Definition of assimilate in English:

assimilate

Syllabification: as·sim·i·late
Pronunciation: /əˈsiməˌlāt
 
/

verb

[with object]
1Take in (information, ideas, or culture) and understand fully: Marie tried to assimilate the week’s events
More example sentences
  • Therefore, after an introduction during staff orientation and some hands-on experience in the first week or two, staff members will have a better context and foundation for assimilating the information.
  • The committee, which is still working on firming their plans, is now assimilating the information on the alumni and how they plan to contribute to the university.
  • The mother of four said using games and learning exercises to improve children's self esteem helped them assimilate information quicker, improve concentration and enhance natural talent.
1.1 (usually be assimilated) Absorb and integrate (people, ideas, or culture) into a wider society or culture: pop trends are assimilated into the mainstream with alarming speed [no object]: the converts were assimilated into the society of their conquerors
More example sentences
  • As these pagan cultures were forcibly assimilated by Christian society, some of their original beliefs were blended with the new religion.
  • They missed out on education before they even came here and it's extremely difficult for them to be assimilated into mainstream society.
  • The danger exists that universities will be so assimilated into society that we will no longer be the kind of collectors of talent that allow creativity to blossom.
Synonyms
subsume, incorporate, integrate, absorb, engulf, acculturate; co-opt, adopt, embrace, admit
1.2 (usually be assimilated) (Of the body or any biological system) absorb and digest (food or nutrients): the sugars in the fruit are readily assimilated by the body
More example sentences
  • At the same time, there is a stimulation to the growth of health-friendly, aerobic bacteria which help you digest and assimilate the needed nutrients.
  • He could not assimilate the nutrients in food even if he had an appetite.
  • In fact, they say, nobody knows what the correct quantity of these medicines for children is or how their systems assimilate the drugs.
Synonyms
absorb, take in, acquire, soak up, pick up, grasp, comprehend, understand, learn, master; digest, ingest
2Cause (something) to resemble; liken: philosophers had assimilated thought to perception
2.1 [no object] Come to resemble: the churches assimilated to a certain cultural norm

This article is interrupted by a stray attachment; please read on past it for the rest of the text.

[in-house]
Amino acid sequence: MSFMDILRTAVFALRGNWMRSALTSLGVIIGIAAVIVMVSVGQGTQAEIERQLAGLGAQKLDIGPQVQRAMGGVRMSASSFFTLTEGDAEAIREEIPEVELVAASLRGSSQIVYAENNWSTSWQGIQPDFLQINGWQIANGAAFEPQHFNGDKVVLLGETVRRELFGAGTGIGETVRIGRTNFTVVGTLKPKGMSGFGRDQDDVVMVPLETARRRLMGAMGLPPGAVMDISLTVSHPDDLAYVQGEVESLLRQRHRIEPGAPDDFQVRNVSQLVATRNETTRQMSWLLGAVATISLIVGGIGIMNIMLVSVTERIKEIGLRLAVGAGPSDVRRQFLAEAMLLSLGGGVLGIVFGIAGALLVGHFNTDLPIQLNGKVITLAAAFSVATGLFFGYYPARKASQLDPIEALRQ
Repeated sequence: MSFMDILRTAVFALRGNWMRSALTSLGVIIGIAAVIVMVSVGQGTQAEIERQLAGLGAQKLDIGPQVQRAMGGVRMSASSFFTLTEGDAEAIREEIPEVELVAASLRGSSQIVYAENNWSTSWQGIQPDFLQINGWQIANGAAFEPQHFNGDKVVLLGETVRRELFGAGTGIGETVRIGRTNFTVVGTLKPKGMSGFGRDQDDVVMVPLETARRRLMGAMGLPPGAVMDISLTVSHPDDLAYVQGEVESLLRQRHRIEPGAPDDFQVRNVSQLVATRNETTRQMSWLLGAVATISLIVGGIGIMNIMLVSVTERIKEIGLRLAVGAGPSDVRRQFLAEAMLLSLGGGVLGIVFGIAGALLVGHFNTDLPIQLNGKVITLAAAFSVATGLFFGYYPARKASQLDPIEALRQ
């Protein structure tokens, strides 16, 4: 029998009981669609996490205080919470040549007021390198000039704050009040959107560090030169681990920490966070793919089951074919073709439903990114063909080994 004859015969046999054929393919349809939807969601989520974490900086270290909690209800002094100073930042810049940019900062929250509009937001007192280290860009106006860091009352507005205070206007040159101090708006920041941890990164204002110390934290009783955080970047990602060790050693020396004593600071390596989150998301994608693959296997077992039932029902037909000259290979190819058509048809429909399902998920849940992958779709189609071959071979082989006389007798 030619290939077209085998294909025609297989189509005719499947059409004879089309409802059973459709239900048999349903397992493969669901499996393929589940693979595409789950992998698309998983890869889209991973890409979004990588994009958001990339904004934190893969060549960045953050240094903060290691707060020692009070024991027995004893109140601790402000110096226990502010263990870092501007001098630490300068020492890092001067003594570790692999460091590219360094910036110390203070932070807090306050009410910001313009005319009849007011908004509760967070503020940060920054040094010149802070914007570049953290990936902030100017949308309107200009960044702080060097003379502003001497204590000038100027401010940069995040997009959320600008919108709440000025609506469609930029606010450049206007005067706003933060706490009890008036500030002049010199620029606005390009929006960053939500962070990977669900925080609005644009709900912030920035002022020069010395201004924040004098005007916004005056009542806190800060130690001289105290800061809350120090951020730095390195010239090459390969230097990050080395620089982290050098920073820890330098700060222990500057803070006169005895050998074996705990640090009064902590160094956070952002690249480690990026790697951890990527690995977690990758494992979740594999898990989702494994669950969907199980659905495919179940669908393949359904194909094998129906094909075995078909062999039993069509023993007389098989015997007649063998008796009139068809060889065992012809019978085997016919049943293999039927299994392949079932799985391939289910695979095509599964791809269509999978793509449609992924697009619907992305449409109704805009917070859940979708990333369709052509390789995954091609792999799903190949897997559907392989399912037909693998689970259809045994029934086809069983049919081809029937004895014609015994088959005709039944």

More example sentences
  • During that period, Catholic schools have steadily become assimilated to the non-denominational schools in terms of curriculum, teaching methods, assessment and examinations.
  • The population of the empire included Siamese and probably other Austroasiatic peoples who gradually assimilated to the Khmer.
  • Those targets will be partly quantitative (and thus more closely assimilated to indicators) and partly qualitative.
2.2 Phonetics Make (a sound) more like another in the same or next word.
More example sentences
  • In most circumstances, long u is music-u, the initial i glide being assimilated to produce truth-u only after certain consonants.

Origin

late Middle English: from Latin assimilat- 'absorbed, incorporated', from the verb assimilare, from ad- 'to' + similis 'like'.

Derivatives

assimilable

Pronunciation: /-ləbəl/
adjective
More example sentences
  • Sport and religious imagery are equally assimilable.
  • This led to a labor theory of intellectual production that was assimilable to the Marxist notion of the labor theory of value.
  • Medieval writers, especially lawyers, often assumed, or tried to assume, that all those falling below a certain level were more or less assimilable into the common designation of serfs.

assimilation

Pronunciation: /əˌsiməˈlāSHən/
noun
More example sentences
  • The aim was to destroy the concept of assimilation and multi-racialism by elimination of the moderates on both sides.
  • There must be a period of digesting and assimilation before the next ingestion.
  • Ice-cold beverages also hamper the process of digestion and assimilation of nutrients.

assimilative

Pronunciation: /-ˌlātiv, -lətiv/
adjective
More example sentences
  • The assimilative forces that absorbed those immigrants and their languages are in fact even more powerful today.
  • Furthermore, the connection between assimilative campaigns and nation-building, though frequently asserted, is not convincingly demonstrated.
  • The cumulative effects of concentrated human activities can create large-scale or long-term environmental consequences beyond the assimilative capacity of the environment.

assimilator

Pronunciation: /-ˌlātər/
noun
More example sentences
  • Their contributions to nationalism were hidden in two ways: first, because nationalism contains many patriarchal assumptions, and second, because feminists often focus on women as victims, not assimilators.
  • In other words, so-called assimilators are not aping heterosexual norms but instead embracing the middle class lifestyle?
  • By using the word ‘freedom’ in this statement about his search for a poetic language, he gestures toward the concept of liberation that lies at the center of narratives that portray him as a model assimilator.

assimilatory

Pronunciation: /-ləˌtôrē/
adjective
More example sentences
  • The Israeli ministry of education applies assimilatory ideologies, and assumes that Hebrew should be the language of instruction, not Russian.
  • An immediate first line of defense to nutrient deficiency is the activation of assimilatory mechanisms, and this is well established for copper as well.
  • It is thus not surprising that regulatory interactions between assimilatory sulphate and nitrate assimilation in plants were long established.

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